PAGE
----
The primary function of a sprag clutch is to transfer torque in one direction and freewheel in the other direction.
Most of the design attention is rightfully focused on selecting the best clutch for the torque transmission to maximize number of engagements and prevent over-torque situations. However, it is also important to consider the sprag clutch interaction when in the freewheel state.
The sprag clutches use springs acting on the sprags to ensure that they maintain contact with the inner and outer race when freewheeling to be ready for the transition to torque transmission with minimal rotation.
The only time the sprags can lose this contact is if the clutches use the FE 400 series sprag and the speed gets high enough that the centrifugal forces cause the sprags to lift off the races. (This does not happen with the FE 8000 series sprags due to their center of gravity and pivot point.) With that exception, there is always going to be a pressure exerted by the sprags on the raceways.
This pressure results in a drag torque, providing some resistance to the freewheel rotation.
Depending on the magnitude of the drag torque, it can have a sizeable impact on the system. Often in the design process, consideration must be taken to overcome the drag torque which could factor into the specification of motors or other components.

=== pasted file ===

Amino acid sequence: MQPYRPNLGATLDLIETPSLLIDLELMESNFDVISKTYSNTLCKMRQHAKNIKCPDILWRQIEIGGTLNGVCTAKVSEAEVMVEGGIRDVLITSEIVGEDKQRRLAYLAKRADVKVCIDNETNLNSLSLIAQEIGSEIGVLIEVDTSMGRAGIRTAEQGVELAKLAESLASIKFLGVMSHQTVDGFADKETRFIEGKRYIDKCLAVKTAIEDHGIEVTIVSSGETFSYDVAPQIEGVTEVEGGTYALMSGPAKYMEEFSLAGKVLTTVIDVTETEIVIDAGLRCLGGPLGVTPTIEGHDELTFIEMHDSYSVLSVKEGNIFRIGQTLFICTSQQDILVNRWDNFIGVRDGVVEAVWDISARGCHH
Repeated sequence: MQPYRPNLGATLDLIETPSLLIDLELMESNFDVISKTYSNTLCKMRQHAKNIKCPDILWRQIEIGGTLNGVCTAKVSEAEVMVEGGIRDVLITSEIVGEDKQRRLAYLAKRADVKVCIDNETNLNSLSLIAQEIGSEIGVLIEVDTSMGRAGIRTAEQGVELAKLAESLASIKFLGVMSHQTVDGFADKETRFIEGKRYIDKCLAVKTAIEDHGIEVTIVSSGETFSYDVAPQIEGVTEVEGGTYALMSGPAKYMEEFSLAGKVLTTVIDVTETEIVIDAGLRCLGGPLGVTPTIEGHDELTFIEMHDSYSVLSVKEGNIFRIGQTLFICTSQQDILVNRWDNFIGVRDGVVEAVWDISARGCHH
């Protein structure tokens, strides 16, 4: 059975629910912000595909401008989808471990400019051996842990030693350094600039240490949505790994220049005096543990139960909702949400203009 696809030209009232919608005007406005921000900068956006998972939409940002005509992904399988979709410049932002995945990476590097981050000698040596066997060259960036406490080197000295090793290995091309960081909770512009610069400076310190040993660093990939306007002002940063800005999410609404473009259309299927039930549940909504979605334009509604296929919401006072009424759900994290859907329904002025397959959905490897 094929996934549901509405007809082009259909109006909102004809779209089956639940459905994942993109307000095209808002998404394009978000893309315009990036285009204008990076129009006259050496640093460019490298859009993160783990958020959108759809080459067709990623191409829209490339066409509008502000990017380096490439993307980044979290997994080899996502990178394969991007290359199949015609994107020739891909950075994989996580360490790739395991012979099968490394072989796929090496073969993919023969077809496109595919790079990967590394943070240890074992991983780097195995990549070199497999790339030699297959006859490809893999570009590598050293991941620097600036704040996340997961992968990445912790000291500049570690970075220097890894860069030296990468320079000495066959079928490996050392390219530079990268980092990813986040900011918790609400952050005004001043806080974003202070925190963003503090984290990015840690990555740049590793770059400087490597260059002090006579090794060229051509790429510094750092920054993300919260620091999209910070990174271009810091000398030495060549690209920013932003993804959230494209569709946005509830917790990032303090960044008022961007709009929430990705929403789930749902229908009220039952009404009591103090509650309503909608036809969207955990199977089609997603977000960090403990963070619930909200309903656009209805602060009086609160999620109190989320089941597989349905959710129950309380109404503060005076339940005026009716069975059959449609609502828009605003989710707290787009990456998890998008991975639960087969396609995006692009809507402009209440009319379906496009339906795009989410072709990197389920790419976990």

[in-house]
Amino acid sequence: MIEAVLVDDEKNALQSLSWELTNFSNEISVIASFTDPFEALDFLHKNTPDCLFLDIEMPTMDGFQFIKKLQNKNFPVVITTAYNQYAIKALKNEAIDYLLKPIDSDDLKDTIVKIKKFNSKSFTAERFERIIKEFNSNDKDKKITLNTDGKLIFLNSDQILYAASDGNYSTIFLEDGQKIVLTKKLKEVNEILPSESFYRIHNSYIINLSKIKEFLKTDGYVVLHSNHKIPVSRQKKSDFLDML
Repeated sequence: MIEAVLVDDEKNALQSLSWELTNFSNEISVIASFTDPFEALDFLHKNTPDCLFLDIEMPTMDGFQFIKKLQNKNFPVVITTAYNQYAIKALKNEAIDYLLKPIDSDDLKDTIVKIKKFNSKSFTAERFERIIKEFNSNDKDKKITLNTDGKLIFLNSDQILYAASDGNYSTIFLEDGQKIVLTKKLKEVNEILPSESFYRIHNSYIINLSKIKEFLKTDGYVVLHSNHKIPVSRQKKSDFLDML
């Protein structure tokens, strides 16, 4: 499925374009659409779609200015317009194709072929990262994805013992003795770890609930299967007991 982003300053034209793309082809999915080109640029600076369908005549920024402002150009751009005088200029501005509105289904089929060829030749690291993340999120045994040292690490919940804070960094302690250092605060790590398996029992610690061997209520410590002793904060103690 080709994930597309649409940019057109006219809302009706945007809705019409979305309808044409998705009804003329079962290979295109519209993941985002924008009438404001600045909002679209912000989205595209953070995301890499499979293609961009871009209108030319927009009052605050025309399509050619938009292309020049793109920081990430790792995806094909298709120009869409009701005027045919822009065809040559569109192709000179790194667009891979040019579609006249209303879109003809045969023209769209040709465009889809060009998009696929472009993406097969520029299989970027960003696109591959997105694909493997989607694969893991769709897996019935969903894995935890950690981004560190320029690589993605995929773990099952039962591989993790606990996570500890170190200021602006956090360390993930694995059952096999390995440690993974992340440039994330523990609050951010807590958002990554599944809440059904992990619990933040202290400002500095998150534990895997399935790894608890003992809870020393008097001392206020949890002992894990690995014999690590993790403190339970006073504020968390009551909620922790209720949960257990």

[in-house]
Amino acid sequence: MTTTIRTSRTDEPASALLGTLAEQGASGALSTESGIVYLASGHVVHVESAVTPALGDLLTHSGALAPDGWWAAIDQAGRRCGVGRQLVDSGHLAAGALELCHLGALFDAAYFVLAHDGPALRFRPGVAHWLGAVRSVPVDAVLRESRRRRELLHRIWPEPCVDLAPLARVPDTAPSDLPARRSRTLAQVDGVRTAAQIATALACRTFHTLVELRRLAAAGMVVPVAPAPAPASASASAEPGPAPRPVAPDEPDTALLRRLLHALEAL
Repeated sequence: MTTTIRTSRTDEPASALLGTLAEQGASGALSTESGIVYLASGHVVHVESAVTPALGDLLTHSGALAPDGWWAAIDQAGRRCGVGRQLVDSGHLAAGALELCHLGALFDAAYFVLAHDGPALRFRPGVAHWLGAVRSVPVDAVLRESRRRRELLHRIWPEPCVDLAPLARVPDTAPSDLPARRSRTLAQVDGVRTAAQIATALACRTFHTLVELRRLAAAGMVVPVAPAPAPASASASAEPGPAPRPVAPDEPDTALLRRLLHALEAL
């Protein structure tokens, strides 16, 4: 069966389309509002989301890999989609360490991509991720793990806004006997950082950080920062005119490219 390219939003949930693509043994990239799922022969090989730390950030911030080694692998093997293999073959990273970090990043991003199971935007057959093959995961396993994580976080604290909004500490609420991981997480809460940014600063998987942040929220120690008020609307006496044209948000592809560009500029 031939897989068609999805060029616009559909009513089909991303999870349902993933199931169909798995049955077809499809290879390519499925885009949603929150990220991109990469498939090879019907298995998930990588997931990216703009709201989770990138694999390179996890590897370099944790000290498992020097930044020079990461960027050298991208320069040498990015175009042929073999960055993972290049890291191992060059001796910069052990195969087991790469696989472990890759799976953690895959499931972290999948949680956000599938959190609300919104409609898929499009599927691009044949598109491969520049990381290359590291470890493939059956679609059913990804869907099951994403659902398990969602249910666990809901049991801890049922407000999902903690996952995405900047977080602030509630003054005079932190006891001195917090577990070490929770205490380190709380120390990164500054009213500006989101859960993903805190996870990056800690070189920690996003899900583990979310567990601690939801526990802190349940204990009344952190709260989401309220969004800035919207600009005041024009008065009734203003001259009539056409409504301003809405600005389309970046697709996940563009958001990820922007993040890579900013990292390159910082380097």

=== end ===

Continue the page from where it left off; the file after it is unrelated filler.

Fortunately, GMN’s FE 400 and FE 8000 series clutch insert elements have virtually no drag torque.
They rely on a thin film of lubrication between the sprags and the races to keep a boundary layer, preventing metal-to-metal contact in the freewheeling state. This means that they are able slide with ease and have minimal wear throughout the life of the clutch.
In fact, the drag torque on these GMN clutches is so low that it is virtually impossible to even measure it. Lubrication choices will have a greater impact on the drag torque than the insert elements themselves. For design considerations, it is safe to assume a near 0 drag torque.
The drag torque is a little more notable in units that have built-in bearing support and some sort of seal to keep the lubrication inside the clutch.
GMN has two sealed clutch options:
- The FK series ball bearing clutch uses grease lubrication and has contact seals. These seals result in a drag torque of 0.01 to 0.05 Nm.
- The FPD and FND complete units have oil lubrication. They require heavier contact seals to prevent the oil from egressing. This results in a slightly higher drag torque of 0.1 to 0.3 Nm.
Interested in GMN Sprag Clutches?
Check out our Sprag Clutch Guide resources below for more information.
- Sprag Clutch 101: What It Is & How It Works
- Sprag Clutch Failure Mechanisms
- Sprag Clutch Material & Wall Thickness Requirements
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